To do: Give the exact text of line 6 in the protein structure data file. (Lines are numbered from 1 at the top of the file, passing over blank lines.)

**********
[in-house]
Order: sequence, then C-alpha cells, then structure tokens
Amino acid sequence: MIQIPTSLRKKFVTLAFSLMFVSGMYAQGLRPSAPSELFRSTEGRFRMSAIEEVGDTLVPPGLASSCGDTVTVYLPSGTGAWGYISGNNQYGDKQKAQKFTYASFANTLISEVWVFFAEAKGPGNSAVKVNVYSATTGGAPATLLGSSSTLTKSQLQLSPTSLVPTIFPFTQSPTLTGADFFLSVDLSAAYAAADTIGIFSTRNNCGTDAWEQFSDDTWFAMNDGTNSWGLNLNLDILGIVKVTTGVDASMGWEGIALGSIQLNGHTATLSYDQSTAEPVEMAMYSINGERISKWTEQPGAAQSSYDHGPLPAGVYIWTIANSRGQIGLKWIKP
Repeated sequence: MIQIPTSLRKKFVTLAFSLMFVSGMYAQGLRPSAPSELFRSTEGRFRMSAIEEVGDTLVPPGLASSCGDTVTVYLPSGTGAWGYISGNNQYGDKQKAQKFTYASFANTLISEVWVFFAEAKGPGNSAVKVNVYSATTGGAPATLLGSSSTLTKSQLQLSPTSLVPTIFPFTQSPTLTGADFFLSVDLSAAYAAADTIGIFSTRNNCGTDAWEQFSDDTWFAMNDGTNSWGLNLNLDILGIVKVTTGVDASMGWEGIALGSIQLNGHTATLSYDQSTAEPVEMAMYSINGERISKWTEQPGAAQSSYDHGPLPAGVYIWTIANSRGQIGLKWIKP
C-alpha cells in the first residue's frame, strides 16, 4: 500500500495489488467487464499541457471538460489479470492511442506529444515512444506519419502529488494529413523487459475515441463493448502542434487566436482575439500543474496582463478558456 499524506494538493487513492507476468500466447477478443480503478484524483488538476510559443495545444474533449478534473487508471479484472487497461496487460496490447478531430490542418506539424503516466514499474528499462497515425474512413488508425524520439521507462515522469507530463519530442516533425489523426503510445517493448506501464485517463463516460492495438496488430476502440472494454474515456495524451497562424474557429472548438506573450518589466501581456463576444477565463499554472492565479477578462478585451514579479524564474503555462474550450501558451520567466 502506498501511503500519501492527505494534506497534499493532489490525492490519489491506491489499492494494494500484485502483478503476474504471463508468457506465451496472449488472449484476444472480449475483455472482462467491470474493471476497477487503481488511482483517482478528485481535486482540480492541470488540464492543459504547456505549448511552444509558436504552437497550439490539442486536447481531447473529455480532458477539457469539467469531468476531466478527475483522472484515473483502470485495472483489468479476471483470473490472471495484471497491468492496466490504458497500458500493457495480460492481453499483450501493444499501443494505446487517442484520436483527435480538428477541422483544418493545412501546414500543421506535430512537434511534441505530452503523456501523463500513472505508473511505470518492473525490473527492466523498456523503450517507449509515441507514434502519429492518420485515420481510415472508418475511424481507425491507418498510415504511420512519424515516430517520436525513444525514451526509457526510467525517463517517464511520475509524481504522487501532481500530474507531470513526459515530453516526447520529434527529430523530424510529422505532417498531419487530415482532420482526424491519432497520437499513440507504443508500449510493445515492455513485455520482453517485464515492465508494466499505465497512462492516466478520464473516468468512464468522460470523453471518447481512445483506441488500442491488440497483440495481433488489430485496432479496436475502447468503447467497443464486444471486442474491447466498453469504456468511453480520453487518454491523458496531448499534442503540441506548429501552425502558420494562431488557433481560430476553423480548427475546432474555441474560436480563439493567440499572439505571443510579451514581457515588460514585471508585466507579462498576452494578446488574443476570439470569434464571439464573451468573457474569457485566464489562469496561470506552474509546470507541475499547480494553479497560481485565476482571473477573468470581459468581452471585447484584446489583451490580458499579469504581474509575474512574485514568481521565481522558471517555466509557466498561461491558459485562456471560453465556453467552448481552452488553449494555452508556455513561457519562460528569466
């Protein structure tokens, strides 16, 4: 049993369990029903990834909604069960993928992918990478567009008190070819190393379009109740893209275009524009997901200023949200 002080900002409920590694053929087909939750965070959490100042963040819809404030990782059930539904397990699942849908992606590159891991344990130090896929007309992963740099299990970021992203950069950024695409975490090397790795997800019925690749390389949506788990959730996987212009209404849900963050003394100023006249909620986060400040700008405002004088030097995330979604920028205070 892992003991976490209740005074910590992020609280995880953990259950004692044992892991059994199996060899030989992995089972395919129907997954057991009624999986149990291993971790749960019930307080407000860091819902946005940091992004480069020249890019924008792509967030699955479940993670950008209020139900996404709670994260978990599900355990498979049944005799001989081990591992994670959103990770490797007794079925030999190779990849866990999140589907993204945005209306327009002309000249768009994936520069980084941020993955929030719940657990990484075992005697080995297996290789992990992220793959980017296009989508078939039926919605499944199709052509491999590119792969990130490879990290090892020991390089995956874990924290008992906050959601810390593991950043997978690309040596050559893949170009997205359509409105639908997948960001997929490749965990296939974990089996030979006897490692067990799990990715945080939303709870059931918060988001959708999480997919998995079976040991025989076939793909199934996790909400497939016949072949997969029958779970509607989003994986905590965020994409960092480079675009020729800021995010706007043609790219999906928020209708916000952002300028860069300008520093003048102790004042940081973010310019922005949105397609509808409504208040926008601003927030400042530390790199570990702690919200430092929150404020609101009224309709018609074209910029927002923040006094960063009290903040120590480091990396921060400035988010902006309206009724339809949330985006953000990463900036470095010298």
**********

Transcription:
């Protein structure tokens, strides 16, 4: 049993369990029903990834909604069960993928992918990478567009008190070819190393379009109740893209275009524009997901200023949200 002080900002409920590694053929087909939750965070959490100042963040819809404030990782059930539904397990699942849908992606590159891991344990130090896929007309992963740099299990970021992203950069950024695409975490090397790795997800019925690749390389949506788990959730996987212009209404849900963050003394100023006249909620986060400040700008405002004088030097995330979604920028205070 892992003991976490209740005074910590992020609280995880953990259950004692044992892991059994199996060899030989992995089972395919129907997954057991009624999986149990291993971790749960019930307080407000860091819902946005940091992004480069020249890019924008792509967030699955479940993670950008209020139900996404709670994260978990599900355990498979049944005799001989081990591992994670959103990770490797007794079925030999190779990849866990999140589907993204945005209306327009002309000249768009994936520069980084941020993955929030719940657990990484075992005697080995297996290789992990992220793959980017296009989508078939039926919605499944199709052509491999590119792969990130490879990290090892020991390089995956874990924290008992906050959601810390593991950043997978690309040596050559893949170009997205359509409105639908997948960001997929490749965990296939974990089996030979006897490692067990799990990715945080939303709870059931918060988001959708999480997919998995079976040991025989076939793909199934996790909400497939016949072949997969029958779970509607989003994986905590965020994409960092480079675009020729800021995010706007043609790219999906928020209708916000952002300028860069300008520093003048102790004042940081973010310019922005949105397609509808409504208040926008601003927030400042530390790199570990702690919200430092929150404020609101009224309709018609074209910029927002923040006094960063009290903040120590480091990396921060400035988010902006309206009724339809949330985006953000990463900036470095010298």